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Why You Can't Use A Crowbar In Half-Life: Alyx

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Image: Valve

In truth, the Half-Life series has always had two main characters: Gordon Freeman and his crowbar. The nondescript piece of curved metal is one of the best-known pieces of iconography in all of gaming. And yet, in Half-Life: Alyx, you cannot use a crowbar as a weapon or puzzle-solving tool. Not even once.

Valve did not go into Half-Life: Alyx’s development intending to snub the little nail remover that could. In fact, Valve designer and programmer Robin Walker told Kotaku that the team “lost, like, a year and a half of our lives trying to get a crowbar in VR.” They tried multiple different kinds of crowbars, including a mechanical one.

“It certainly unlocked a lot of gameplay we liked,” Walker said over the phone. “There were puzzles where you had to slip it between bars and hook something and pull it over to you. It could function as an extra remote hand, which was cool. But it had lots of problems.”


Specifically, a perfect storm of physics, gameplay, and narrative issues stranded the legendary implement on the sidelines. The physics issues stemmed not from how the crowbar would impact players’ experiences when they were using it but from all the trouble it would get up to when they weren’t.

“The lack of force feedback meant that players would often hold their crowbar out of their sight, because that’s what you do when you’re holding a real crowbar—you wouldn’t look at it all the time,” said Walker. “But then they’d hook it on stuff. They’d be walking along, and then they’d hook it on a door. So for us, it was like ‘What do we do now?’ We tried various things like the end of the crowbar turns it physics off, or stops colliding [with objects] when it’s off screen. In real life, you would feel your arm getting tugged as you hooked the curve of the crowbar on something, but we have no feedback like that in VR. We could buzz your hand with haptics, but we found that’s never foolproof. Some players just don’t notice it enough.”


Another knock against the crowbar was what it signaled to the player about combat. Half-Life: Alyx is primarily a ranged combat game, but when players were able to grip a humble metal stick that’s been used to decimate multiple alien species, they naturally assumed that it was time to roll up their sleeves and throw down with their fists.


“Everyone thought it was a melee weapon,” said Walker. “We did a bunch of experimentation around melee, and we could just never get it to the level we liked.” He acknowledged that other VR games have gone all-in on melee combat and come out with semi-believable solutions, but in Half-Life: Alyx’s case, it just didn’t feel right. “The player really had to kind of come along for the ride more than we were happy with... we don’t like it if there’s a real way you can do it that seems natural to you, but that the game really doesn’t want you to do.”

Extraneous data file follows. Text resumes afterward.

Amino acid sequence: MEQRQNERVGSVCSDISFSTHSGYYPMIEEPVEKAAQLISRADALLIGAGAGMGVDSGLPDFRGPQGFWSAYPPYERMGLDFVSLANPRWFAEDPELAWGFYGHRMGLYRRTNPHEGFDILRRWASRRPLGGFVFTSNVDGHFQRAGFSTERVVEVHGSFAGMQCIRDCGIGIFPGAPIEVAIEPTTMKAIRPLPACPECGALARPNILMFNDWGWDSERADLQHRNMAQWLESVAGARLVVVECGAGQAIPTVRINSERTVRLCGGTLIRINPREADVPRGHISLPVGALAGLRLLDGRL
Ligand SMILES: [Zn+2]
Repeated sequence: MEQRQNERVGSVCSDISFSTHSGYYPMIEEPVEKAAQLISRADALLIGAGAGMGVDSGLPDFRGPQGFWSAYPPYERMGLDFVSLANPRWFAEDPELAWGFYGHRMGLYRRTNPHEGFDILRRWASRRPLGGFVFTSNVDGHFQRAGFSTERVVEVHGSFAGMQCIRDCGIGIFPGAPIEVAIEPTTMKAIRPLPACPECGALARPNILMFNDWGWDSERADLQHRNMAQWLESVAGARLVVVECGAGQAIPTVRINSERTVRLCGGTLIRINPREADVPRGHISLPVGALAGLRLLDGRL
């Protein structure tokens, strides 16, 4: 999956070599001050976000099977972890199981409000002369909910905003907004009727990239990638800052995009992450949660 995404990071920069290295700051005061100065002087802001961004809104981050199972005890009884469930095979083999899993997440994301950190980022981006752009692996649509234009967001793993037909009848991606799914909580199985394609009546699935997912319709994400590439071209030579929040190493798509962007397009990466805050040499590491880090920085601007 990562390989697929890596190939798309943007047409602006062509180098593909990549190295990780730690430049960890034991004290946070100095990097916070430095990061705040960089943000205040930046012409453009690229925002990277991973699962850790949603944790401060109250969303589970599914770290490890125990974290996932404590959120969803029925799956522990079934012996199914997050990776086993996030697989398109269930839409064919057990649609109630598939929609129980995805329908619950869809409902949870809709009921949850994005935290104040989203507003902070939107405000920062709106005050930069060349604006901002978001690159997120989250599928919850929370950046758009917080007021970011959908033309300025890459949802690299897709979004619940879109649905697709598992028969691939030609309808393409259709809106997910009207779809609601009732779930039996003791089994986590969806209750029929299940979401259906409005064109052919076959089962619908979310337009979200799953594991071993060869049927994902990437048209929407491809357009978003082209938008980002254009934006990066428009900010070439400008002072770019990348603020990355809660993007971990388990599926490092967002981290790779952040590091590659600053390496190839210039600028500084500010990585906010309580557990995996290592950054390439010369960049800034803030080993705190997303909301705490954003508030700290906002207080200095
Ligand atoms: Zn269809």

The biggest problem of all, though, also ended up being the most obvious in hindsight: If you hand a Half-Life player a crowbar, they are, in their minds, Gordon Freeman. It’s not even a question.


“It didn’t matter how much we told them, like, literally at the start of the game, that they aren’t Gordon,” said Walker. “We would finish playtests and ask players, ‘So tell us what’s happened so far. Tell us everything you learned about the state of the world and what the story’s about.’ And the players would think they’re Gordon.”

Valve didn’t want Alyx to feel like Gordon 2.0, either. They wanted her to maintain her own unique identity as both a character and an extension of the player’s abilities. Eventually, Valve realized there were other, more direct ways of expressing that—ones that even had roots in earlier games in the series.


“Alyx has her multi-tool and pistol in Half-Life 2, and I think they spoke more to her character as a hacker and tinkerer, which were some of the types of gameplay we were trying to do in the game as well,” artist Tristan Reidford told Kotaku over the phone. “Whereas a crowbar is just a blunt instrument. It never felt right fictionally.”

Then again, Gordon Freeman is a scientist who graduated from MIT with a Ph.D. in theoretical physics, so the crowbar thing isn’t exactly a natural fit, from a narrative standpoint. Walker couldn’t help chuckling about it.


“I love the fact that Gordon’s a scientist, and all he ever does is hit things with a crowbar,” he said. “Alyx is too smart for that.”

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